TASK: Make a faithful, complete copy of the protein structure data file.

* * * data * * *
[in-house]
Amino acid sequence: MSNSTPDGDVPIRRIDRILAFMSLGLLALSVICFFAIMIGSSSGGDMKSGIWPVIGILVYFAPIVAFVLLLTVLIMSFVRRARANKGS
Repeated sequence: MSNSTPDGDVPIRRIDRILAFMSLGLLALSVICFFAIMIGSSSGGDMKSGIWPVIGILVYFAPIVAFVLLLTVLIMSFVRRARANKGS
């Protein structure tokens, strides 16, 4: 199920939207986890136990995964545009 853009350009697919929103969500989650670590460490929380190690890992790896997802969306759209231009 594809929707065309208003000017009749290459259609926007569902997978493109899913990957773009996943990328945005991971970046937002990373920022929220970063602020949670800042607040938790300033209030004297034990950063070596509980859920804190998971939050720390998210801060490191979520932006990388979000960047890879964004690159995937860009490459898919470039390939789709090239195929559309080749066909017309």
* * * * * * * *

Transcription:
[in-house]
Amino acid sequence: MSNSTPDGDVPIRRIDRILAFMSLGLLALSVICFFAIMIGSSSGGDMKSGIWPVIGILVYFAPIVAFVLLLTVLIMSFVRRARANKGS
Repeated sequence: MSNSTPDGDVPIRRIDRILAFMSLGLLALSVICFFAIMIGSSSGGDMKSGIWPVIGILVYFAPIVAFVLLLTVLIMSFVRRARANKGS
């Protein structure tokens, strides 16, 4: 199920939207986890136990995964545009 853009350009697919929103969500989650670590460490929380190690890992790896997802969306759209231009 594809929707065309208003000017009749290459259609926007569902997978493109899913990957773009996943990328945005991971970046937002990373920022929220970063602020949670800042607040938790300033209030004297034990950063070596509980859920804190998971939050720390998210801060490191979520932006990388979000960047890879964004690159995937860009490459898919470039390939789709090239195929559309080749066909017309």